Once acquired, the land bank assesses and manages the properties it owns. This can include mowing the grass, developing detailed renovation plans, or conducting an environmental clean-up or renovation. Land banks rarely hold and manage properties over the long run, but may fix up properties before selling them. The land bank can also clear the title and any liens against the property so that it can be sold with a clean title to the next owner or assembled with adjacent properties it has acquired into a package appropriate for a larger development, which may make the property more attractive to developers.

Local governments are often directly involved with land banks that operate in their area, with local government officials often serving on the land bank’s board. In some places, land banks receive funding from or share staff with local governments as well. In states that have not passed enabling legislation to give land banks greater power to acquire properties, local governments can advocate for the passage of these laws.


Properties that enter a land bank can be residential or commercial. Depending on the land bank’s jurisdiction the properties can be located in urban, rural or sub-urban areas within a small or large geographic area. Tax-delinquent properties that enter a land bank typically have been vacant or abandoned, often for months or years. Communities can also use land banks to purchase strategically important properties through an acquisition fund or other process until they are ready to be developed as affordable housing. Such properties may or may not be vacant or abandoned.

While land banks can hold properties, typically, they seek to sell the properties to new owners. Land banks sell to developers, management companies, as well as individuals and families. The land bank has discretion to establish criteria for eligible buyers and uses, including prioritizing nonprofit and mission-oriented developers who include affordable housing units in their proposals and agree to conditions that guide how the property will be developed.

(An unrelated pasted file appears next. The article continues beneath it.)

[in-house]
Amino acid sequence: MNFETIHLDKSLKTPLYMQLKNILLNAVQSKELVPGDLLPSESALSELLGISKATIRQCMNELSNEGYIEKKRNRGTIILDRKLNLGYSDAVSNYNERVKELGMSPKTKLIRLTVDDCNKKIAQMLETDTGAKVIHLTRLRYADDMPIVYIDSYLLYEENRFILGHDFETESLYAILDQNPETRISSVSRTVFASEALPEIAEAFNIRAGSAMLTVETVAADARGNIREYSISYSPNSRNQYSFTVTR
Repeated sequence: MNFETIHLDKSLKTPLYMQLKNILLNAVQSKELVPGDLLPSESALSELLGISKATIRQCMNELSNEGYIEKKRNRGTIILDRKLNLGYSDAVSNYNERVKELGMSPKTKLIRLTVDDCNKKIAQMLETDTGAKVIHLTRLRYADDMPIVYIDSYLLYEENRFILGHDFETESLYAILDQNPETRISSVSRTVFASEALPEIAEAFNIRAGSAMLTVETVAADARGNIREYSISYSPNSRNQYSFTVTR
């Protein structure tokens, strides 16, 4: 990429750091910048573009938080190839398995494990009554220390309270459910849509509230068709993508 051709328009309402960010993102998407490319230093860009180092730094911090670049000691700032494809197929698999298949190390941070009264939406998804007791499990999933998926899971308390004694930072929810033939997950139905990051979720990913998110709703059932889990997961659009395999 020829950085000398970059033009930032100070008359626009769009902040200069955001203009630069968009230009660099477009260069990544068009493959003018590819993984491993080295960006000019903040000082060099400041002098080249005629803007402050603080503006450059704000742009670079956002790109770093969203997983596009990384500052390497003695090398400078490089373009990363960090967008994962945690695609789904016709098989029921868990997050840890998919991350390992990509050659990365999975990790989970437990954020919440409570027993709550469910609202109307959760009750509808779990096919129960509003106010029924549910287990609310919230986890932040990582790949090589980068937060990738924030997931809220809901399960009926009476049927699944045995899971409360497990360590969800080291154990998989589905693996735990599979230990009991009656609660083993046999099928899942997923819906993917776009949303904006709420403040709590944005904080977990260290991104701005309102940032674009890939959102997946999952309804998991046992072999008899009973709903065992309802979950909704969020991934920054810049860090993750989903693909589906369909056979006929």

Buyer requirements differ based on community needs and the condition of the property. Some land banks prioritize certain buyers, for example the Cuyahoga County land bank sells properties to recent college graduates at a 20% discount through their BRAIN program. Other land banks place income restrictions on the households who purchase or rent the properties it sells. Such requirements are commonly enforced through deed restrictions. In other cases, properties are sold at market rate without restrictions. Some land banks require detailed rehab to be done within a certain time after the owner purchases the property, for example within one year. The land bank determines any eligibility restrictions based on the unique needs of the community and with input from citizen and government officials who govern the organization.


  • The Urban Land Conservancy (ULC) is a non-profit organization in Denver that manages a land bank to benefit low income communities in the city. ULC purchases strategically important properties, including those near planned transit development. The organization has also developed some of the properties as affordable housing and community facilities.
  • Philadelphia’s land bank was created in 2013 in order to help repurpose vacant buildings and land for community needs. The land bank’s 2017 strategic plan emphasizes using the land for affordable housing. The land bank set a goal of dedicating 63% of the buildings it acquires to housing and mixed-use development, only 25% of which would be for non-income restricted development. The land bank also aims to repurpose vacant parcels for side yards and community gardens.
  • The Cuyahoga County Land Bank acquires foreclosed and abandoned homes in the Cleveland area. The properties are either sold to an owner to redevelop or redeveloped and sold by the land bank. The land bank has special discount programs to encourage Veterans and recent college graduates to purchase their homes.

Related resources

  • The Center for Community Progress provides technical support and resources to land banks nationwide. Their website includes a map showing more than 170 land banks. They also assembled articles, case studies and resources into a tool kit for those interested in developing a land bank.
  • This HUD report broadly defines land banks, outlines the elements that are critical for successful land banks and also discusses potential sources of income for land banks. Another HUD report describes how many communities have created land banks to ameliorate the negative effects of foreclosures and what barriers and solutions these communities face in order to successfully implement land banks.

See also:
Property acquisition funds
Joint development on land owned by transit and other agencies
Use of publicly owned property for affordable housing

Additional Resources

Administering agencies

Local department of housing and community development, local non-profits.

Policy objectives